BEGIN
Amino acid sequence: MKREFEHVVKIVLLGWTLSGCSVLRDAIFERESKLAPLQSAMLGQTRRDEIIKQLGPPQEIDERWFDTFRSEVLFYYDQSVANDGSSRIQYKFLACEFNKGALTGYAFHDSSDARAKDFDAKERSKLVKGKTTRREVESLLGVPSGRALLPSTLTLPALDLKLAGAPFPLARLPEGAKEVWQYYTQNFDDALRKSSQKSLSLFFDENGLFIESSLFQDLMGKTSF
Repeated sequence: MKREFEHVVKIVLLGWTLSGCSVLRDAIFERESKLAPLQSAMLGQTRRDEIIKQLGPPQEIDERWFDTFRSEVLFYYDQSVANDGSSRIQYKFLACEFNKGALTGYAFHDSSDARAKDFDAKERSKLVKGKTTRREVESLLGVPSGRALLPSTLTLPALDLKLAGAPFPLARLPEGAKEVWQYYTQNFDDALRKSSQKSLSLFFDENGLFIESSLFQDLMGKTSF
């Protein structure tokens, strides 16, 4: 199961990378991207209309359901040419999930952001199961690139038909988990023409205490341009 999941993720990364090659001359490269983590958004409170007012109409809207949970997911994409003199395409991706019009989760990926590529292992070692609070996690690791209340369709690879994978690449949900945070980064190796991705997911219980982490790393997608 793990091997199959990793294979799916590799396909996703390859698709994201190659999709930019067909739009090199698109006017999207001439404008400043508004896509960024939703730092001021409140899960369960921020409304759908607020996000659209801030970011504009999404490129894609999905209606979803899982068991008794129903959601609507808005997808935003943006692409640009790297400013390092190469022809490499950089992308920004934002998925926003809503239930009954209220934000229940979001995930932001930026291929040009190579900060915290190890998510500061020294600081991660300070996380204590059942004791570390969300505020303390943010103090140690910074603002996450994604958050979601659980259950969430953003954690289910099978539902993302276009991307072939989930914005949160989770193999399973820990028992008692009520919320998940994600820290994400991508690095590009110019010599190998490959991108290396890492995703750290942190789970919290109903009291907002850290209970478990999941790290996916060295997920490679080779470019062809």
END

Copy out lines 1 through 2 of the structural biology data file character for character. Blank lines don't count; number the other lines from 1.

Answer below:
Amino acid sequence: MKREFEHVVKIVLLGWTLSGCSVLRDAIFERESKLAPLQSAMLGQTRRDEIIKQLGPPQEIDERWFDTFRSEVLFYYDQSVANDGSSRIQYKFLACEFNKGALTGYAFHDSSDARAKDFDAKERSKLVKGKTTRREVESLLGVPSGRALLPSTLTLPALDLKLAGAPFPLARLPEGAKEVWQYYTQNFDDALRKSSQKSLSLFFDENGLFIESSLFQDLMGKTSF
Repeated sequence: MKREFEHVVKIVLLGWTLSGCSVLRDAIFERESKLAPLQSAMLGQTRRDEIIKQLGPPQEIDERWFDTFRSEVLFYYDQSVANDGSSRIQYKFLACEFNKGALTGYAFHDSSDARAKDFDAKERSKLVKGKTTRREVESLLGVPSGRALLPSTLTLPALDLKLAGAPFPLARLPEGAKEVWQYYTQNFDDALRKSSQKSLSLFFDENGLFIESSLFQDLMGKTSF